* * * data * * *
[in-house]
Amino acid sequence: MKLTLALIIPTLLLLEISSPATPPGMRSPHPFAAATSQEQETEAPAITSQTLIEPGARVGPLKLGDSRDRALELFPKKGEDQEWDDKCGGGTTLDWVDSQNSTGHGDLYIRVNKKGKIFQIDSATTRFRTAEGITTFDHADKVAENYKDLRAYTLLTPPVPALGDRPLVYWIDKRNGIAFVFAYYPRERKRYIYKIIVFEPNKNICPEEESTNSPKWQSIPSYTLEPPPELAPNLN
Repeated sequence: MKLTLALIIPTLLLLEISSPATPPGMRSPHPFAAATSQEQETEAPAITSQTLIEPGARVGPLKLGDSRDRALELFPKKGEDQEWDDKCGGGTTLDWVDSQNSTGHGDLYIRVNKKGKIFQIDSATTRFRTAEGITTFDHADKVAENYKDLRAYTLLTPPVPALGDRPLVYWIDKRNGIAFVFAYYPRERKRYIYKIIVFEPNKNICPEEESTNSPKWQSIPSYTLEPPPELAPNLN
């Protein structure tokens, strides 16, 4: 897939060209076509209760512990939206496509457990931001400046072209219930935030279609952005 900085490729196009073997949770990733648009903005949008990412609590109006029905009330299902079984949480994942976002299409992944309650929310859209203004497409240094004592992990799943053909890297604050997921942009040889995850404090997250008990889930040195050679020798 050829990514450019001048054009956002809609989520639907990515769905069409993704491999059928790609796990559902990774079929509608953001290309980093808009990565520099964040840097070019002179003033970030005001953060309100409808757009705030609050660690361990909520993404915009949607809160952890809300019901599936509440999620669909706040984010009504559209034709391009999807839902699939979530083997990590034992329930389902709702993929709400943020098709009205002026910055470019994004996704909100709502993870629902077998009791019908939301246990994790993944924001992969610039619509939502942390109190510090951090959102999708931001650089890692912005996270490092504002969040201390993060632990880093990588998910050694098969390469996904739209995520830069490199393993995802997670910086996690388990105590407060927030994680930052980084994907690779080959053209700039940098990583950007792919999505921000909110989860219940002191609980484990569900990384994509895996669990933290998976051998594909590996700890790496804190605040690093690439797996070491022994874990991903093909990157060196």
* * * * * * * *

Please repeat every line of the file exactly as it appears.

[in-house]
Amino acid sequence: MKLTLALIIPTLLLLEISSPATPPGMRSPHPFAAATSQEQETEAPAITSQTLIEPGARVGPLKLGDSRDRALELFPKKGEDQEWDDKCGGGTTLDWVDSQNSTGHGDLYIRVNKKGKIFQIDSATTRFRTAEGITTFDHADKVAENYKDLRAYTLLTPPVPALGDRPLVYWIDKRNGIAFVFAYYPRERKRYIYKIIVFEPNKNICPEEESTNSPKWQSIPSYTLEPPPELAPNLN
Repeated sequence: MKLTLALIIPTLLLLEISSPATPPGMRSPHPFAAATSQEQETEAPAITSQTLIEPGARVGPLKLGDSRDRALELFPKKGEDQEWDDKCGGGTTLDWVDSQNSTGHGDLYIRVNKKGKIFQIDSATTRFRTAEGITTFDHADKVAENYKDLRAYTLLTPPVPALGDRPLVYWIDKRNGIAFVFAYYPRERKRYIYKIIVFEPNKNICPEEESTNSPKWQSIPSYTLEPPPELAPNLN
């Protein structure tokens, strides 16, 4: 897939060209076509209760512990939206496509457990931001400046072209219930935030279609952005 900085490729196009073997949770990733648009903005949008990412609590109006029905009330299902079984949480994942976002299409992944309650929310859209203004497409240094004592992990799943053909890297604050997921942009040889995850404090997250008990889930040195050679020798 050829990514450019001048054009956002809609989520639907990515769905069409993704491999059928790609796990559902990774079929509608953001290309980093808009990565520099964040840097070019002179003033970030005001953060309100409808757009705030609050660690361990909520993404915009949607809160952890809300019901599936509440999620669909706040984010009504559209034709391009999807839902699939979530083997990590034992329930389902709702993929709400943020098709009205002026910055470019994004996704909100709502993870629902077998009791019908939301246990994790993944924001992969610039619509939502942390109190510090951090959102999708931001650089890692912005996270490092504002969040201390993060632990880093990588998910050694098969390469996904739209995520830069490199393993995802997670910086996690388990105590407060927030994680930052980084994907690779080959053209700039940098990583950007792919999505921000909110989860219940002191609980484990569900990384994509895996669990933290998976051998594909590996700890790496804190605040690093690439797996070491022994874990991903093909990157060196």